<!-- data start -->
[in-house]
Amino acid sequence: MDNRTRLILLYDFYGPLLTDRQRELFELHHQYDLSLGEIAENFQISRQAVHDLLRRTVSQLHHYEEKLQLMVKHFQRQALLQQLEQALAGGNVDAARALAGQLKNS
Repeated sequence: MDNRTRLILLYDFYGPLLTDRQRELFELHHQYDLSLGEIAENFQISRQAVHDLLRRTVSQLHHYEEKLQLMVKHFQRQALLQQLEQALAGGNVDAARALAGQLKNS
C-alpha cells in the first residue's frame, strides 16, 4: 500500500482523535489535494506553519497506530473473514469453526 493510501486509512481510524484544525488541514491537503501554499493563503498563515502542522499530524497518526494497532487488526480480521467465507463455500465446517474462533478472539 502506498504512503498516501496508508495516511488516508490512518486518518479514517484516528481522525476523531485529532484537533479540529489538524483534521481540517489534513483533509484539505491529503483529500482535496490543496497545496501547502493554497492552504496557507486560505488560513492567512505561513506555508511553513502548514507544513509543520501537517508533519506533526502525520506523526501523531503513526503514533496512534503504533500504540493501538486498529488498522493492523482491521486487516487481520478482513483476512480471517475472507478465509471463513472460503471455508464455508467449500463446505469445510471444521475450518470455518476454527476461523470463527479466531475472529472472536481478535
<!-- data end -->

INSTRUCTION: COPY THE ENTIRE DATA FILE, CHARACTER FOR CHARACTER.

[in-house]
Amino acid sequence: MDNRTRLILLYDFYGPLLTDRQRELFELHHQYDLSLGEIAENFQISRQAVHDLLRRTVSQLHHYEEKLQLMVKHFQRQALLQQLEQALAGGNVDAARALAGQLKNS
Repeated sequence: MDNRTRLILLYDFYGPLLTDRQRELFELHHQYDLSLGEIAENFQISRQAVHDLLRRTVSQLHHYEEKLQLMVKHFQRQALLQQLEQALAGGNVDAARALAGQLKNS
C-alpha cells in the first residue's frame, strides 16, 4: 500500500482523535489535494506553519497506530473473514469453526 493510501486509512481510524484544525488541514491537503501554499493563503498563515502542522499530524497518526494497532487488526480480521467465507463455500465446517474462533478472539 502506498504512503498516501496508508495516511488516508490512518486518518479514517484516528481522525476523531485529532484537533479540529489538524483534521481540517489534513483533509484539505491529503483529500482535496490543496497545496501547502493554497492552504496557507486560505488560513492567512505561513506555508511553513502548514507544513509543520501537517508533519506533526502525520506523526501523531503513526503514533496512534503504533500504540493501538486498529488498522493492523482491521486487516487481520478482513483476512480471517475472507478465509471463513472460503471455508464455508467449500463446505469445510471444521475450518470455518476454527476461523470463527479466531475472529472472536481478535